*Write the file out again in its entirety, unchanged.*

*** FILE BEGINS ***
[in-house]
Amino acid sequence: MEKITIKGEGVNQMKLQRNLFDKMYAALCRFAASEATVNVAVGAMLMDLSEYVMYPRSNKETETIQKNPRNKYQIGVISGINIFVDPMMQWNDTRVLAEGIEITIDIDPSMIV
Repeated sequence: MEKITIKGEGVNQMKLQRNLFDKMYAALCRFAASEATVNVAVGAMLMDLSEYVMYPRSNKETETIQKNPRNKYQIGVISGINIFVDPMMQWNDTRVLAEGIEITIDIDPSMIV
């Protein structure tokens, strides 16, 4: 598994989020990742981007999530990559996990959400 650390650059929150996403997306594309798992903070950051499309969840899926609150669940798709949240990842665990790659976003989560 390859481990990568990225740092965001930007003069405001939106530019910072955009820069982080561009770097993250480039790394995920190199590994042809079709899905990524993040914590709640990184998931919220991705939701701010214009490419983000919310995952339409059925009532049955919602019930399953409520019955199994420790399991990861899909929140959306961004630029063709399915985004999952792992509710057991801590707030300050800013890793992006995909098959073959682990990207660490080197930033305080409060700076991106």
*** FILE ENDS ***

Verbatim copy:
[in-house]
Amino acid sequence: MEKITIKGEGVNQMKLQRNLFDKMYAALCRFAASEATVNVAVGAMLMDLSEYVMYPRSNKETETIQKNPRNKYQIGVISGINIFVDPMMQWNDTRVLAEGIEITIDIDPSMIV
Repeated sequence: MEKITIKGEGVNQMKLQRNLFDKMYAALCRFAASEATVNVAVGAMLMDLSEYVMYPRSNKETETIQKNPRNKYQIGVISGINIFVDPMMQWNDTRVLAEGIEITIDIDPSMIV
């Protein structure tokens, strides 16, 4: 598994989020990742981007999530990559996990959400 650390650059929150996403997306594309798992903070950051499309969840899926609150669940798709949240990842665990790659976003989560 390859481990990568990225740092965001930007003069405001939106530019910072955009820069982080561009770097993250480039790394995920190199590994042809079709899905990524993040914590709640990184998931919220991705939701701010214009490419983000919310995952339409059925009532049955919602019930399953409520019955199994420790399991990861899909929140959306961004630029063709399915985004999952792992509710057991801590707030300050800013890793992006995909098959073959682990990207660490080197930033305080409060700076991106």